An article on Lifehacker suggested that readers use an egg yolk to lubricate their spuds when making mashed potatoes. We're here to say "No, thank you!" and set the record straight.
When I asked the IrishCentral team how they felt about using an egg yolk in a mashed potato recipe, can you guess their reaction?... They laughed and I can't blame them!
Okay, egg and potatoes are a great combo. Who doesn't love a Spanish omelet or even the old classic of a double egg and chips. However, the mashed potato is not to be messed with.
In an article on Lifehacker the author starts by saying "Mashed potatoes are important, and I take them very seriously." Well now! She goes on to say that she usually "mash ‘em with mayo or onion dip."
She claims her "maneuver" creates "rich" and "creamy" mashed spuds but it's not proper mashed potato right?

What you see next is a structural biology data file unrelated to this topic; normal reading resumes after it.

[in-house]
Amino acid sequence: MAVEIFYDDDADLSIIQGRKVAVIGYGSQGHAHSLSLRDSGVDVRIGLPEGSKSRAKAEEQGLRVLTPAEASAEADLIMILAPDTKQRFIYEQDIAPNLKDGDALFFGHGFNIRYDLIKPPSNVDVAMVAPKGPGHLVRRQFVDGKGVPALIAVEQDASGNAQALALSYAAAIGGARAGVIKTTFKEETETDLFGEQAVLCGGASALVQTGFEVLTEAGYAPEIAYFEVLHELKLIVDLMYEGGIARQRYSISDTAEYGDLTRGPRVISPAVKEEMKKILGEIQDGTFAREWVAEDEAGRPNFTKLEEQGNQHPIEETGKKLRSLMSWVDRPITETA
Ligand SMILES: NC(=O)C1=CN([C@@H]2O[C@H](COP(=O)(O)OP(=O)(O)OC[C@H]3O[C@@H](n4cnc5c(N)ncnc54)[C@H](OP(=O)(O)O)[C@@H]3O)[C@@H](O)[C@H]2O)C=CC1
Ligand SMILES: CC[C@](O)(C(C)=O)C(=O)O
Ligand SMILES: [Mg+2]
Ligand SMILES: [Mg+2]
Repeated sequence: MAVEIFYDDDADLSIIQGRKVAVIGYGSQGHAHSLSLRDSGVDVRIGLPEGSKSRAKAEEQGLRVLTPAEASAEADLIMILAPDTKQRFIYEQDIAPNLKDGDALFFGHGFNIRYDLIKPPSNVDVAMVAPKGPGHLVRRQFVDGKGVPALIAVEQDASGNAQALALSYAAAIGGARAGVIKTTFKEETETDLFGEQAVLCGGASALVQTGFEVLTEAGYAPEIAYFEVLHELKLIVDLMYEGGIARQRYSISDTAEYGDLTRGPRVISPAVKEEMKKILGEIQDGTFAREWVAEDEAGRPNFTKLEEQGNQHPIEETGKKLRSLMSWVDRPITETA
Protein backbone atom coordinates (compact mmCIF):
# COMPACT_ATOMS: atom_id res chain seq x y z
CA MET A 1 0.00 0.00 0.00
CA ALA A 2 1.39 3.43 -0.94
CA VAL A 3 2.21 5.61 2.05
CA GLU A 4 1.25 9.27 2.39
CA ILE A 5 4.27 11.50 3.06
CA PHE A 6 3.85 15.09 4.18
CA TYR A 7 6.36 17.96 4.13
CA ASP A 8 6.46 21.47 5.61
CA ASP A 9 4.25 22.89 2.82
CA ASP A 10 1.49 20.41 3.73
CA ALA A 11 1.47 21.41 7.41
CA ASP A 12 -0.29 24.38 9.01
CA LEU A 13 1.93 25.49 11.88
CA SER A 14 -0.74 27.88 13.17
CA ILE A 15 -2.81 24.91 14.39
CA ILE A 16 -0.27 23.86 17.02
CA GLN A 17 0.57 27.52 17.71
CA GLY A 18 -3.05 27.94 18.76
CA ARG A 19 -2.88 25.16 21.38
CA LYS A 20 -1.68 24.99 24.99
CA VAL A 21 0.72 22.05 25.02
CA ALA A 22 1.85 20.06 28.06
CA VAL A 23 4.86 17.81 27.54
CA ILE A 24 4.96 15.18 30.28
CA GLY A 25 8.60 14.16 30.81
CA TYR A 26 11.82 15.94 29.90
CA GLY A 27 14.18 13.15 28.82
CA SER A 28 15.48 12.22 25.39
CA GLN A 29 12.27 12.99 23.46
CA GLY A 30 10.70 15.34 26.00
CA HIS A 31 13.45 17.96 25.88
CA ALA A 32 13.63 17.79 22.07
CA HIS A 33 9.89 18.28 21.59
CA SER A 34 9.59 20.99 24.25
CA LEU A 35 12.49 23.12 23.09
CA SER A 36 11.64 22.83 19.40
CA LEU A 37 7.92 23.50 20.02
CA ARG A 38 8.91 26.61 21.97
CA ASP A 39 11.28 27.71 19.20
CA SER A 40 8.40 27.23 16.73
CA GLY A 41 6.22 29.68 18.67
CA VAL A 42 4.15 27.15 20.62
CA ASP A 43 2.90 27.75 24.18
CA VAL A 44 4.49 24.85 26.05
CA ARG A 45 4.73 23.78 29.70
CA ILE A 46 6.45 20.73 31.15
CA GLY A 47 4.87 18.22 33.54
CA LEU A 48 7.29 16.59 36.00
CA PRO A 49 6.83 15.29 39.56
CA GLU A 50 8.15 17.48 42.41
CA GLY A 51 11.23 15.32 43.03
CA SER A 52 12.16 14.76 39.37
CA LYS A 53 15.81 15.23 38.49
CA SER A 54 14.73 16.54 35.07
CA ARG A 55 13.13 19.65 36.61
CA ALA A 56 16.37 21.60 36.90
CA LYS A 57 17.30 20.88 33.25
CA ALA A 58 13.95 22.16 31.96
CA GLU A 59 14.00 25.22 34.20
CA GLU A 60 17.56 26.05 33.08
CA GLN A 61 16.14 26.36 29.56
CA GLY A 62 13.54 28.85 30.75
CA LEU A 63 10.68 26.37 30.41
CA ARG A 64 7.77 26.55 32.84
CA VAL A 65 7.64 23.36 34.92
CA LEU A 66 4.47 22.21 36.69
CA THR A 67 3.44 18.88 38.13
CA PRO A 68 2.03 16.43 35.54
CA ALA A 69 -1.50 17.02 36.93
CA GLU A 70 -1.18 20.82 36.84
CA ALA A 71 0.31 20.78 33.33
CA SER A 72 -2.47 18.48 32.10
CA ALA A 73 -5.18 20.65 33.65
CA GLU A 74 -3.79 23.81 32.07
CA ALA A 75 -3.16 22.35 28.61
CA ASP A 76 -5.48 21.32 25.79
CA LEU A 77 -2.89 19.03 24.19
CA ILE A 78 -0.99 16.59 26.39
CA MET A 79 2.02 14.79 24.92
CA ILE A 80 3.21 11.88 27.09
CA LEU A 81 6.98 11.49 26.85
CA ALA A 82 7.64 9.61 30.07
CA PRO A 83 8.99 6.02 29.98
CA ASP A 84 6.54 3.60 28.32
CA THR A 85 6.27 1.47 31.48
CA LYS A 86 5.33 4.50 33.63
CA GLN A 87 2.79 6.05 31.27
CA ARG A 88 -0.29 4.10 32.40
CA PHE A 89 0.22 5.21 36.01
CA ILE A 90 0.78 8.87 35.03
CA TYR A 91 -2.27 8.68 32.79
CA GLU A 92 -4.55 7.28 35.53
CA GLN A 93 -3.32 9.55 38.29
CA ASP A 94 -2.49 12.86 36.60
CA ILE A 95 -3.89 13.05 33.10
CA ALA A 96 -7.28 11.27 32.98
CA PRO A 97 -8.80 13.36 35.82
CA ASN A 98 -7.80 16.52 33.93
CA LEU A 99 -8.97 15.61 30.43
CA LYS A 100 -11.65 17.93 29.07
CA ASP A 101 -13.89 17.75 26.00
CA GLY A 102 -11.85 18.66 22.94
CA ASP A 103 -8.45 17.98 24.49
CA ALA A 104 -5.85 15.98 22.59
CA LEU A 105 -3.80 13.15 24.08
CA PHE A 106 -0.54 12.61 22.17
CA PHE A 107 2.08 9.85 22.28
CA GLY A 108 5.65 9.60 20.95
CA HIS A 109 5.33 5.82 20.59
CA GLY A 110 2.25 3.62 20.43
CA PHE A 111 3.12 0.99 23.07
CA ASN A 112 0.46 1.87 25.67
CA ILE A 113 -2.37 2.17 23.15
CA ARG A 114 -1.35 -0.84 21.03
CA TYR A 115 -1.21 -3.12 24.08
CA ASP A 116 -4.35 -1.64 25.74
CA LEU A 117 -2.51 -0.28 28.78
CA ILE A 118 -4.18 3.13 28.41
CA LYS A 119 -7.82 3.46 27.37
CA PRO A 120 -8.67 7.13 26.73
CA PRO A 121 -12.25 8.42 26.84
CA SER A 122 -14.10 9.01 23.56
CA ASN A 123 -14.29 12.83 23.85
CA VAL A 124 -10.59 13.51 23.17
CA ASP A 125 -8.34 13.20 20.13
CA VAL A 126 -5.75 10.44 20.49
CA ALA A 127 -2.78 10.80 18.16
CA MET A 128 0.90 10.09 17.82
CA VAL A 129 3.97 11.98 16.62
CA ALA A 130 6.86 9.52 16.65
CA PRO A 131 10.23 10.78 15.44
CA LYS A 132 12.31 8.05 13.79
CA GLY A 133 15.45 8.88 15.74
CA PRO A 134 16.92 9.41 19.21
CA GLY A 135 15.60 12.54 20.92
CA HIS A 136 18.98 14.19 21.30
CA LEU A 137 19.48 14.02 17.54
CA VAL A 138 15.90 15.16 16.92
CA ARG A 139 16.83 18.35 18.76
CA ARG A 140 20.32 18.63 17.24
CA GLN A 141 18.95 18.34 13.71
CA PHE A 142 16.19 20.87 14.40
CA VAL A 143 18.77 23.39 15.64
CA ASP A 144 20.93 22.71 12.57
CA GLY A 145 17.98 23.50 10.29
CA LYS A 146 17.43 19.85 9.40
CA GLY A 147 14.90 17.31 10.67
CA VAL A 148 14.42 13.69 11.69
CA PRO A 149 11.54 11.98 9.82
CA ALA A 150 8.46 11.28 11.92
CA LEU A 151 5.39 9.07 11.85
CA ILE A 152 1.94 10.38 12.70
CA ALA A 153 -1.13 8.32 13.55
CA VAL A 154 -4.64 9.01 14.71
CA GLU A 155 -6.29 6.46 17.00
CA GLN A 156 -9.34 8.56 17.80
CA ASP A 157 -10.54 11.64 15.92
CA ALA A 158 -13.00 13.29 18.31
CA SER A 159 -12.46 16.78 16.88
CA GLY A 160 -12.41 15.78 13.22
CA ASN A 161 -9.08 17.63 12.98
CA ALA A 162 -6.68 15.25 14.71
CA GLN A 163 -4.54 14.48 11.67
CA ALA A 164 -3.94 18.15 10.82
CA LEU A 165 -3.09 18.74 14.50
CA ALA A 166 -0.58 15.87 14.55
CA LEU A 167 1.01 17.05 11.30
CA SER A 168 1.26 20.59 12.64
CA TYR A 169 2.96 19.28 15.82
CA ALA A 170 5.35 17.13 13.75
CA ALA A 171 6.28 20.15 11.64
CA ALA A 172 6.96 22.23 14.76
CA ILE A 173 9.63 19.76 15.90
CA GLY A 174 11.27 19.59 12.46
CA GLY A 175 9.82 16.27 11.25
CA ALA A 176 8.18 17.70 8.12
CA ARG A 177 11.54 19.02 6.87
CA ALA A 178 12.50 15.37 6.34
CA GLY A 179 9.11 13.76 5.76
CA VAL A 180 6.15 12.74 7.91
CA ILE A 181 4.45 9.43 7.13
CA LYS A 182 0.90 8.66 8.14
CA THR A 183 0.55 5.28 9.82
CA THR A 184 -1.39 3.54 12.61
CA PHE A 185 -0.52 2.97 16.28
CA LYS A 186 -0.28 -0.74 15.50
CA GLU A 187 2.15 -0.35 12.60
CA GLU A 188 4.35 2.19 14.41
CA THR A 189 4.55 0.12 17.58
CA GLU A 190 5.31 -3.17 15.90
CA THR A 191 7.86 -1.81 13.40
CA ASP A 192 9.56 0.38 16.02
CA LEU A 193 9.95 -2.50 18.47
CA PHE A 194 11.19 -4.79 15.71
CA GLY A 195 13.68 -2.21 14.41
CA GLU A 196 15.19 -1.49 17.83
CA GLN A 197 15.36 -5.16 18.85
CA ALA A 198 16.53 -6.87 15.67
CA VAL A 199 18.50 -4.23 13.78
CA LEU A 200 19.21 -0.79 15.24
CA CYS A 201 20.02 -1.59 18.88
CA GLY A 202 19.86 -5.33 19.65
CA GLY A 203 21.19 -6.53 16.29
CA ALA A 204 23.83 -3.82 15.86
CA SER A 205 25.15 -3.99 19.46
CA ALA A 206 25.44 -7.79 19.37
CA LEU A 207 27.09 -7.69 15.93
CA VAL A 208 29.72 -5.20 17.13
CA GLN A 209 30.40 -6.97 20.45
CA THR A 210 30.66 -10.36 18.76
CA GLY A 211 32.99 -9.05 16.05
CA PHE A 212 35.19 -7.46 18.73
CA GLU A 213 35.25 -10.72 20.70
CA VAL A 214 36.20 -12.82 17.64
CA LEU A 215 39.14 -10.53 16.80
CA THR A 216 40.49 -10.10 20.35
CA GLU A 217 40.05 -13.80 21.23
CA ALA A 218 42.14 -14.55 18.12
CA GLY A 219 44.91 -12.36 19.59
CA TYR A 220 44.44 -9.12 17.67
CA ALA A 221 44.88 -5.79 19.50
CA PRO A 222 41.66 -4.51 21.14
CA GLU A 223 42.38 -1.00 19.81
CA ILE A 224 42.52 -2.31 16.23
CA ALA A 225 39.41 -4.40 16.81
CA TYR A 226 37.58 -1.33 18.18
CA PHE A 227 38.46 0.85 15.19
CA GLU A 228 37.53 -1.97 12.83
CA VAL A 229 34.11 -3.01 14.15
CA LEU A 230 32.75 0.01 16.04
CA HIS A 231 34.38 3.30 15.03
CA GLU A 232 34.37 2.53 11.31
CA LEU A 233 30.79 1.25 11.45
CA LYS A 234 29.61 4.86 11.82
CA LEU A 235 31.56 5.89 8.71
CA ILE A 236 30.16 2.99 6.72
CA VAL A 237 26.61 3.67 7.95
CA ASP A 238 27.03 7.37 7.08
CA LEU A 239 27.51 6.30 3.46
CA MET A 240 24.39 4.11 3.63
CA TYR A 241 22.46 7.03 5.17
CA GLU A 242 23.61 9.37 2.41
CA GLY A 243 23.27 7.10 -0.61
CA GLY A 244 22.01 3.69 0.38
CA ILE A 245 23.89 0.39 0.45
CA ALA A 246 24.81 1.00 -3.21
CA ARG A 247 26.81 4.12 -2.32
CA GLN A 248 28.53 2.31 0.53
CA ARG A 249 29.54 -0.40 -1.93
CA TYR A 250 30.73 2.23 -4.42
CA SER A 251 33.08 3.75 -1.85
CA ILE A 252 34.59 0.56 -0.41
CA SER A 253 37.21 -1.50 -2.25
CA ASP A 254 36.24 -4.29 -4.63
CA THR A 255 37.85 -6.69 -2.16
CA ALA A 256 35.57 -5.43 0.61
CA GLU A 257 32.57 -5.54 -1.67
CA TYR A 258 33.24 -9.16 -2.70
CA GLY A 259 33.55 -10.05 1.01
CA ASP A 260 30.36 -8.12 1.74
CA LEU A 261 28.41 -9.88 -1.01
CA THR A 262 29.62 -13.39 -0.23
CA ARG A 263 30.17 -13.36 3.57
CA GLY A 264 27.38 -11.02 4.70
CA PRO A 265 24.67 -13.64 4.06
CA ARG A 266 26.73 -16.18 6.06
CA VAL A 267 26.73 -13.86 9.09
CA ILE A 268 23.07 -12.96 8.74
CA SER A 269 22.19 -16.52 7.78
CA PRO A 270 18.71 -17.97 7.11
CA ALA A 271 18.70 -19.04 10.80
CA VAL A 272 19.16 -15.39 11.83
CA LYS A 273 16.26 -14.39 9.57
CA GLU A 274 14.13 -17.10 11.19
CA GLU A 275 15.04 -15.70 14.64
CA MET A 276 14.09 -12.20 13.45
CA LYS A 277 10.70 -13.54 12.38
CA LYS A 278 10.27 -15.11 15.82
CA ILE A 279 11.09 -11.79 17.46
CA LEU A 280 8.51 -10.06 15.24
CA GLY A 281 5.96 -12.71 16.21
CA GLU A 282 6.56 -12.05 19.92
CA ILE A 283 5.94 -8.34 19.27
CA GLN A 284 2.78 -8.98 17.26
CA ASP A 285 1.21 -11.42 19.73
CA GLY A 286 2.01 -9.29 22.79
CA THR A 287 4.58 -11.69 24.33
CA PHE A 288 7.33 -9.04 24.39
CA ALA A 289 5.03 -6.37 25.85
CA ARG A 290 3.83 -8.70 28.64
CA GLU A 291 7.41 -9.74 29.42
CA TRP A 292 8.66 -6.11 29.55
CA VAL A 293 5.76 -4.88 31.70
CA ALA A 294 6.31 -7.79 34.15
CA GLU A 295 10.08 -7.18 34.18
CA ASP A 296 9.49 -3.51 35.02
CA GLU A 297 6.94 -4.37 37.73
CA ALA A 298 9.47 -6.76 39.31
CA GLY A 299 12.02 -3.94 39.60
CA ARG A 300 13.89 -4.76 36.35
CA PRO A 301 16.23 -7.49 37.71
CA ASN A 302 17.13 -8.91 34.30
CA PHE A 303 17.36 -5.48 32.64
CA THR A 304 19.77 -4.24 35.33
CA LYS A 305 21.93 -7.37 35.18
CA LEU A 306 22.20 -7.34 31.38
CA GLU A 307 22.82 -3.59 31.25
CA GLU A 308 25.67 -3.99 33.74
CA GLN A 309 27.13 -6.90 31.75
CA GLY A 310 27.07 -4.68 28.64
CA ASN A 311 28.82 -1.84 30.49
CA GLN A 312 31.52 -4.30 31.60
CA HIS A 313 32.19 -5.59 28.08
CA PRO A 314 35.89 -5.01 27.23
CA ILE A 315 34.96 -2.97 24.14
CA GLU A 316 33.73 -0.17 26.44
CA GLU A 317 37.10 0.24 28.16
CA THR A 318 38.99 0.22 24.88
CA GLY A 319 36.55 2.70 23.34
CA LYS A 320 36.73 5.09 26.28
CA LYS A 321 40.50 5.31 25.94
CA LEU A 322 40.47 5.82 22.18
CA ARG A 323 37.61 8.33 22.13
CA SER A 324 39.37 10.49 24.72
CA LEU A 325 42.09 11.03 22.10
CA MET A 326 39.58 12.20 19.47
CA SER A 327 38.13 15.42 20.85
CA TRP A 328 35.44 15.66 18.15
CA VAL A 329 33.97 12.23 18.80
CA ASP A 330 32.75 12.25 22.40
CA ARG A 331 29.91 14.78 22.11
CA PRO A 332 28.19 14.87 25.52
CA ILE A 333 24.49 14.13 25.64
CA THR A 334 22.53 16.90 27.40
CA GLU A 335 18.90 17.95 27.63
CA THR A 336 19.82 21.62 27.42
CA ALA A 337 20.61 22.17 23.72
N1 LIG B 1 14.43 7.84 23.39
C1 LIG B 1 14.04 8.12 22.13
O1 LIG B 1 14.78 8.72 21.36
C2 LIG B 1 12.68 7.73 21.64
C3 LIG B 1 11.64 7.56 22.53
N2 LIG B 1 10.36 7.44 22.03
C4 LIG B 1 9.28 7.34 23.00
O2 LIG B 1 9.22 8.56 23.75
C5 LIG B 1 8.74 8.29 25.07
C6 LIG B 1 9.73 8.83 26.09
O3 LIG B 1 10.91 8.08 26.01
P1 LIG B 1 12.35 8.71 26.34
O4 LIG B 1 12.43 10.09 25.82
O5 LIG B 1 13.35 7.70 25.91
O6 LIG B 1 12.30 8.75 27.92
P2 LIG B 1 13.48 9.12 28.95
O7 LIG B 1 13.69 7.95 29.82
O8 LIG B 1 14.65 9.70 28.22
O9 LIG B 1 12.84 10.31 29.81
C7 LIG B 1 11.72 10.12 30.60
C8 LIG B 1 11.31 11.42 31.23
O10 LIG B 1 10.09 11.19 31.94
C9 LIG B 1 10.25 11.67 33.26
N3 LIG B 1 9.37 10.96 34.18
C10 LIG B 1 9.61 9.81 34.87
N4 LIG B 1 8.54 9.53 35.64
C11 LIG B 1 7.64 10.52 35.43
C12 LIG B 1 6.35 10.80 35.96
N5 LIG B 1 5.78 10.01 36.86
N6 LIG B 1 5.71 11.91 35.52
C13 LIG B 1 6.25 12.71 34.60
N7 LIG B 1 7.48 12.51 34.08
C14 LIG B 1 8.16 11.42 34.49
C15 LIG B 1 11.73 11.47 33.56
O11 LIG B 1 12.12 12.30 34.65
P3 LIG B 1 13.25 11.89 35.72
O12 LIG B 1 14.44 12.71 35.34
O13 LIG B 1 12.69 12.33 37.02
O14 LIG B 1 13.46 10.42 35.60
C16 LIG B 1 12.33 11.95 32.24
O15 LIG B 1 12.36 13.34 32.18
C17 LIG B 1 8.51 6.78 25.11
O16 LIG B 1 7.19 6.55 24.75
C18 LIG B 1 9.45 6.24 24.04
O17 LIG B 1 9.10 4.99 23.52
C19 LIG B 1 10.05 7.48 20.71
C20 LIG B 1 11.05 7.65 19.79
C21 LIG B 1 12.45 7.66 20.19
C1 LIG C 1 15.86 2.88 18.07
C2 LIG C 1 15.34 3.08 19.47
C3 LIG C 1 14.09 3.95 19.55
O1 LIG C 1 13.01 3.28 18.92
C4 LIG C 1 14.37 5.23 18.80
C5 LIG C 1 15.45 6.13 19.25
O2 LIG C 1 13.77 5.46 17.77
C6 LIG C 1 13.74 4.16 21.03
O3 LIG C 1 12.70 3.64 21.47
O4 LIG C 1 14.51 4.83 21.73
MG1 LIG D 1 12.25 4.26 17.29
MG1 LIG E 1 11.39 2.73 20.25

Another member of staff at IC Towers said "Eggs are on everything these days, I'm not a fan, to be honest.
"Next thing your avocado on toast with egg will be coming with a side of mash and egg, where does it end??"
I tend to agree!
Now, according to Ireland's food board and Irish chef Nevin Maguire, the recipe below is how you make mashed potato and we agree.
Mashed potato recipe
- Creamy Mashed Potatoes
- 1.5kg (3¼lb) floury potatoes (such as Rooster), peeled and cut into even-sized chunks
- 120ml (4fl oz) milk
- 75g (3oz) butter sea salt and freshly ground black pepper
Place the potatoes in a large pan of salted water. Bring to the boil, then cover and simmer for 15–20 minutes, until the potatoes are tender without breaking up. Drain and return to the pan over a low heat to dry out.
Mash the potatoes or pass them through a potato ricer or vegetable mouli if you want a really smooth finish. Heat the milk in a small pan or in the microwave. Using a wooden spoon, beat in the butter until melted, then beat the warm milk into the potatoes until you have a smooth, creamy mash. Season to taste with salt and pepper and serve at once garnished with the snipped fresh chives.